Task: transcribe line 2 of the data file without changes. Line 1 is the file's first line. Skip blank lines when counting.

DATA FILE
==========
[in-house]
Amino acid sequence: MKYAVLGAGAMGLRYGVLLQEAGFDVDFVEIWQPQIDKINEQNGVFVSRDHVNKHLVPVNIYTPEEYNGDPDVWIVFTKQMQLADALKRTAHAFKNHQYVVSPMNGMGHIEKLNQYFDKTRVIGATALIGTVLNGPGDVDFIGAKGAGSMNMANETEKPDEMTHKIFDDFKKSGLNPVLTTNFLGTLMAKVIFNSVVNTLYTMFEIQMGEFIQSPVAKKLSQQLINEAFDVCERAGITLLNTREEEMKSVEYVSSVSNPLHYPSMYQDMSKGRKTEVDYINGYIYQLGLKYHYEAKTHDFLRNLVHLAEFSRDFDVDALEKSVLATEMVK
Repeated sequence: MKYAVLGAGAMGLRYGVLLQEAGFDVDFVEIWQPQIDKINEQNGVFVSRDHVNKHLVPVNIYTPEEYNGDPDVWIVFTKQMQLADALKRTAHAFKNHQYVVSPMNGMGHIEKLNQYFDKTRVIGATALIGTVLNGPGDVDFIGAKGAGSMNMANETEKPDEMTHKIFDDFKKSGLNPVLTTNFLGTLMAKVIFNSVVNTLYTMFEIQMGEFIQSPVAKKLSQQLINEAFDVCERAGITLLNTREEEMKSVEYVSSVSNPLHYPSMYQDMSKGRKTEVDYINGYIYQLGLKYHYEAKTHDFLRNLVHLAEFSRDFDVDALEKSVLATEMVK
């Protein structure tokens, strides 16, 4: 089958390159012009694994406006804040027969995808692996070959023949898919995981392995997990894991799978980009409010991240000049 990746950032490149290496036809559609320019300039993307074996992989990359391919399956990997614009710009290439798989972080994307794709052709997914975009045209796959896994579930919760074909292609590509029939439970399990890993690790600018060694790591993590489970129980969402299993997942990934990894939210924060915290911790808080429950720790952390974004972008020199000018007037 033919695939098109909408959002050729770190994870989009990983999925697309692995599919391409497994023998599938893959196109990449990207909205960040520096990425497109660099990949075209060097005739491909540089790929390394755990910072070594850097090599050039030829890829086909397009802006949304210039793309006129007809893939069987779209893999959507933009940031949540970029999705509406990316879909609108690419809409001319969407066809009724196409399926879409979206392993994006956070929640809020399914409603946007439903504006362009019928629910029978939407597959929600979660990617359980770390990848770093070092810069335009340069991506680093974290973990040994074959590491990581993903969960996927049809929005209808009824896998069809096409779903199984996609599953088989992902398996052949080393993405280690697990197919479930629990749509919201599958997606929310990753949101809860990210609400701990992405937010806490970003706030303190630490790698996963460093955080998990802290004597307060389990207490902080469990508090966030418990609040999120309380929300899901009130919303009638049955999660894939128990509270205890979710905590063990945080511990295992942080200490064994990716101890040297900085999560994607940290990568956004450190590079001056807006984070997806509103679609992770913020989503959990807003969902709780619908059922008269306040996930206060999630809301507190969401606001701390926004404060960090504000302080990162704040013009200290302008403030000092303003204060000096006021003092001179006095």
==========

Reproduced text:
Amino acid sequence: MKYAVLGAGAMGLRYGVLLQEAGFDVDFVEIWQPQIDKINEQNGVFVSRDHVNKHLVPVNIYTPEEYNGDPDVWIVFTKQMQLADALKRTAHAFKNHQYVVSPMNGMGHIEKLNQYFDKTRVIGATALIGTVLNGPGDVDFIGAKGAGSMNMANETEKPDEMTHKIFDDFKKSGLNPVLTTNFLGTLMAKVIFNSVVNTLYTMFEIQMGEFIQSPVAKKLSQQLINEAFDVCERAGITLLNTREEEMKSVEYVSSVSNPLHYPSMYQDMSKGRKTEVDYINGYIYQLGLKYHYEAKTHDFLRNLVHLAEFSRDFDVDALEKSVLATEMVK